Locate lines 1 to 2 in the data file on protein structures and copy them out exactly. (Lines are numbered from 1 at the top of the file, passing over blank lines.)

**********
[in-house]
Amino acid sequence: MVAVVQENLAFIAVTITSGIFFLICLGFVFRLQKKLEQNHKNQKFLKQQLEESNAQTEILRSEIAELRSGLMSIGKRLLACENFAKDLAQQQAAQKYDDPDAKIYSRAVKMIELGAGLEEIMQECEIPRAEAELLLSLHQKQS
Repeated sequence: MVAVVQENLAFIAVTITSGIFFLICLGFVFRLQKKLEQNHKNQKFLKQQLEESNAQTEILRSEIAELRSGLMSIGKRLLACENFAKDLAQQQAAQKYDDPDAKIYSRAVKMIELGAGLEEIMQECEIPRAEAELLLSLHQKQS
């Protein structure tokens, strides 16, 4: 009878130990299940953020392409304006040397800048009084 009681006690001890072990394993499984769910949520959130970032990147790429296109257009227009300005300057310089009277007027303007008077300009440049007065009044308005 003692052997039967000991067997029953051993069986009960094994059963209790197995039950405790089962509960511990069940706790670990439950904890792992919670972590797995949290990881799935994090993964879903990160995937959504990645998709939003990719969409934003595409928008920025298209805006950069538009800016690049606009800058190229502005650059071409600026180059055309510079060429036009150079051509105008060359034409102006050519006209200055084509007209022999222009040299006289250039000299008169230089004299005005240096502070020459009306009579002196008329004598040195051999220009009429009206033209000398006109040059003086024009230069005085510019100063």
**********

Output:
[in-house]
Amino acid sequence: MVAVVQENLAFIAVTITSGIFFLICLGFVFRLQKKLEQNHKNQKFLKQQLEESNAQTEILRSEIAELRSGLMSIGKRLLACENFAKDLAQQQAAQKYDDPDAKIYSRAVKMIELGAGLEEIMQECEIPRAEAELLLSLHQKQS